How to Keep Your Workplace Accident Free

So many accidents can be avoided with just a few safety procedures and cautions. While we certainly don't mean for accidents to happen, that doesn't always mean that we couldn't have prevented them. This goes for all aspects of life, but the workplace can be hazardous on its own.

In the workplace, you're around a lot of other people, including those who just got off their shift that you never see. Depending on the dangers in the environment, you have to trust that everyone did their job with clarity and common sense. If everyone's doing things slightly differently, safety standards may come harder than they should. A great way to offset this issue is to keep everyone on the same page. Here's how.


Provide Training and Equipment

Personal protective equipment, or PPE, includes clothing, goggles, face masks, helmets and anything else that's designed to protect the wearer. In the workplace, these articles should be provided to employees for their own protection. With the right gear and a few preventative measures, a small incident won't have to lead to injury.

Training is also extremely important — especially working in a hazardous environment so that everyone knows how to operate in their surroundings. Creating an employee safety program before you begin hiring on a larger scale can help incoming employees get up to speed on how they should handle their new workplace. These trainings should also be conducted regularly for current employees so that everyone can remain up-to-date on the relevant information.

Practice Cleanliness


There isn't a lot to say about keeping a clean work environment besides that it's absolutely crucial. Even a small piece of plastic on a concrete floor can cause someone to trip and break a bone. A single spilled bottle of water near a lot of electrical outlets can lead to a catastrophe. Getting rid of clutter as the messes appear takes no time out of the day and can create a safe environment for everyone.

Being orderly is another important tip. Keeping tools and equipment where they belong and making sure cords and wires are out of the way can make the workplace safer. Even just putting down a wet floor sign can help your coworkers throughout the day. These aspects take a little more time, especially if you sweep and mop every day, but they're worth the hassle.

Maintain Scaffold Safety

Scaffolding isn't used in every workplace, but a brief point about heights can't be overlooked. The OSHA safety regulations about scaffolding are important to follow through on. For example, a scaffold should be able to hold at least six times the intended weight to make sure the platforms are stable.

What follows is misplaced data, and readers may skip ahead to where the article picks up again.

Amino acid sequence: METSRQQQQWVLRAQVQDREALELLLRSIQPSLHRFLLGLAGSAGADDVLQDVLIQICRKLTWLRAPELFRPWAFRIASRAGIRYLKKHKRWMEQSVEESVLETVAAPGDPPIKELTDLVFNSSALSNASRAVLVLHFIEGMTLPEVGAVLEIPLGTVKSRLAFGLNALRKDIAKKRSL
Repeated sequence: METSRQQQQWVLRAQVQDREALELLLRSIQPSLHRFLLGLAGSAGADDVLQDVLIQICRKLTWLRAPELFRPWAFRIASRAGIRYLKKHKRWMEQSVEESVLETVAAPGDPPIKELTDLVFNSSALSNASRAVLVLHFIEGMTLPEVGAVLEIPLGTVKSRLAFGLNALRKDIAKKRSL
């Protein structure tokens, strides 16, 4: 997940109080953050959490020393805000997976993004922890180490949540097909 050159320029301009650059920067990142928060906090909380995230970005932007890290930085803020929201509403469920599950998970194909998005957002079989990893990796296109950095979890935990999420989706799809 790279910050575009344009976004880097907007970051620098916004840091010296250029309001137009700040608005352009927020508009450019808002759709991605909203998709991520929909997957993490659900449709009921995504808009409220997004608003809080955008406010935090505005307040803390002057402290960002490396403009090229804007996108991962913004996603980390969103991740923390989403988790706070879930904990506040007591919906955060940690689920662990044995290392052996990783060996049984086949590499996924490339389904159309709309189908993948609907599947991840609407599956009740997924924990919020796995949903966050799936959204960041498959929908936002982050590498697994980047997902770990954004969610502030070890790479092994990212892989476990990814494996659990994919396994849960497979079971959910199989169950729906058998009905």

Installing scaffolding can also be tricky and a potential hazard. Scaffolds come with their own instructions for installation, but there's also the issue of safety codes. OSHA regulations are pretty straightforward, but the state you're working in may have safety codes of their own. Being familiar with these regulations can help the whole workplace stay safer.

Perform Regular Maintenance


In the year 2013, vehicle crashes on the job cost employers $25 billion in a single year. From 2003 to 2017, the number of people who died while on the job in a vehicle reached over 27,000, making vehicle accidents the leading cause of death in the workplace. Our regulations for vehicle safety need to be imperative.

There aren't many ways to prevent every car accident beyond providing additional training for your workers. However, you can provide regular, up-to-date maintenance on vehicles, whether they be flatbed trucks or forklifts. Ensuring that the vehicle doesn't malfunction eliminates one way for someone to get hurt while on the job. Just working to prevent that much from going wrong can make a huge difference, while your training will do the rest.

Staying Safe

Sometimes, being safe and taking preventative cautions just comes down to common sense. Keeping your space clean, whether you work on a factory floor or in a cubicle, can have an impact on your physical and mental health, not to mention the health of others. As an employer, making sure everyone is properly trained to do their job can prevent senseless accidents from happening.

Not all accidents can be prevented, and sometimes things really are out of our control. However, that doesn't mean we shouldn't try at all. By trying to cut down on accidents and being a little safer, we can potentially save lives. Besides that, just following a few of these pieces of advice can add a little more efficiency in the workplace, which is never a bad thing.

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